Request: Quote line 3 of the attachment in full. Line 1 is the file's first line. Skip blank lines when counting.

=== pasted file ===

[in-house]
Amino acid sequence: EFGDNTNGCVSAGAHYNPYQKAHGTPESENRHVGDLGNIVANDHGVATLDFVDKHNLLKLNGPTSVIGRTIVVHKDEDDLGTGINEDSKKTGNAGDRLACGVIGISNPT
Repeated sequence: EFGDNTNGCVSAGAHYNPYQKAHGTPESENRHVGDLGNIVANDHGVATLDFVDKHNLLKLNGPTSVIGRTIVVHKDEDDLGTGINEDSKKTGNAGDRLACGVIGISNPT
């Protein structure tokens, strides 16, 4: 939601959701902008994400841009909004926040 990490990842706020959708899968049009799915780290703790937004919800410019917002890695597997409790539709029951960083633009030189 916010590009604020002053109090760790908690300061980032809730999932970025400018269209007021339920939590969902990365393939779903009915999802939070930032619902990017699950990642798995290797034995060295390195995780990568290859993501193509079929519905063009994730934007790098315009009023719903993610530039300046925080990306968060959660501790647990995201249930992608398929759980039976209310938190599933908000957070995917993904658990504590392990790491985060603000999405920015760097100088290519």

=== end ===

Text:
Repeated sequence: EFGDNTNGCVSAGAHYNPYQKAHGTPESENRHVGDLGNIVANDHGVATLDFVDKHNLLKLNGPTSVIGRTIVVHKDEDDLGTGINEDSKKTGNAGDRLACGVIGISNPT